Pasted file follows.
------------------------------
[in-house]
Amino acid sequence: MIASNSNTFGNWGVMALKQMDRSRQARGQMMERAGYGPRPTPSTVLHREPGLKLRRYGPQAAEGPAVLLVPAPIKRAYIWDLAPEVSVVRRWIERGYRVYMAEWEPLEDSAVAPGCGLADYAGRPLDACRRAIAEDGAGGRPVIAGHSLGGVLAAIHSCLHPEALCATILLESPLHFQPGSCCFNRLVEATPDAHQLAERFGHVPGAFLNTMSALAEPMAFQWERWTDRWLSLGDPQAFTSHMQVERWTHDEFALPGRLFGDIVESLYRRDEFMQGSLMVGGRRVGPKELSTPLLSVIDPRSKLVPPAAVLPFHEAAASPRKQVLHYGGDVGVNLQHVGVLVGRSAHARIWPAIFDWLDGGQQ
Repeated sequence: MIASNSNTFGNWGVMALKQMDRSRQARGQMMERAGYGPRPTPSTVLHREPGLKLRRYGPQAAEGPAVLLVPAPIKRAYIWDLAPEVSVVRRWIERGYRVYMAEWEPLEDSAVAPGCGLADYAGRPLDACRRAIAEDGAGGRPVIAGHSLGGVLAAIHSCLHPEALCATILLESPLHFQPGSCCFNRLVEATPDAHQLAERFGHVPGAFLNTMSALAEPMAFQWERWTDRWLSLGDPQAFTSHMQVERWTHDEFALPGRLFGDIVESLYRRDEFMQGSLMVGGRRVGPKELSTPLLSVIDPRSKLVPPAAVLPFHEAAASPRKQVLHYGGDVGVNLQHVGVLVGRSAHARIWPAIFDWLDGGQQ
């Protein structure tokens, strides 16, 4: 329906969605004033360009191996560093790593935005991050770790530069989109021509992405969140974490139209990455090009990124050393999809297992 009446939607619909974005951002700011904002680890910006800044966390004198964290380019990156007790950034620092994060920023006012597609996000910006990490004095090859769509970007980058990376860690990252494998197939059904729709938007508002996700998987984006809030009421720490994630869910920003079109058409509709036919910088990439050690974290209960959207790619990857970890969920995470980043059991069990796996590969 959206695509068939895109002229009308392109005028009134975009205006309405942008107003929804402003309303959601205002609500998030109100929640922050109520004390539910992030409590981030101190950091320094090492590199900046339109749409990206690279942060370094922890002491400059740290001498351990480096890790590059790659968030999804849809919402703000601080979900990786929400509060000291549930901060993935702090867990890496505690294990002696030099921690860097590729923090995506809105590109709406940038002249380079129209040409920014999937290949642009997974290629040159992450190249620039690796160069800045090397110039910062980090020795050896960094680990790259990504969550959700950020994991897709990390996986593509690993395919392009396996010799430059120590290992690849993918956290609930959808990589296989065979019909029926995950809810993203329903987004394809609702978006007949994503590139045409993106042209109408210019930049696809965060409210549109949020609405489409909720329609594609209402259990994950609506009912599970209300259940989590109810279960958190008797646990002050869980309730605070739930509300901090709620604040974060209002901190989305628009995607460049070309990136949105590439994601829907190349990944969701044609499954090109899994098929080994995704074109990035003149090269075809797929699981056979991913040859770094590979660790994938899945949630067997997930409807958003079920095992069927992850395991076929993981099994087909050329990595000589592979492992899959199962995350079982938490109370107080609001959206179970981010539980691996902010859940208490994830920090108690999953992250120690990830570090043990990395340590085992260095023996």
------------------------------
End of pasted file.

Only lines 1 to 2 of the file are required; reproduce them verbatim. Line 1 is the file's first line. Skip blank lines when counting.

[in-house]
Amino acid sequence: MIASNSNTFGNWGVMALKQMDRSRQARGQMMERAGYGPRPTPSTVLHREPGLKLRRYGPQAAEGPAVLLVPAPIKRAYIWDLAPEVSVVRRWIERGYRVYMAEWEPLEDSAVAPGCGLADYAGRPLDACRRAIAEDGAGGRPVIAGHSLGGVLAAIHSCLHPEALCATILLESPLHFQPGSCCFNRLVEATPDAHQLAERFGHVPGAFLNTMSALAEPMAFQWERWTDRWLSLGDPQAFTSHMQVERWTHDEFALPGRLFGDIVESLYRRDEFMQGSLMVGGRRVGPKELSTPLLSVIDPRSKLVPPAAVLPFHEAAASPRKQVLHYGGDVGVNLQHVGVLVGRSAHARIWPAIFDWLDGGQQ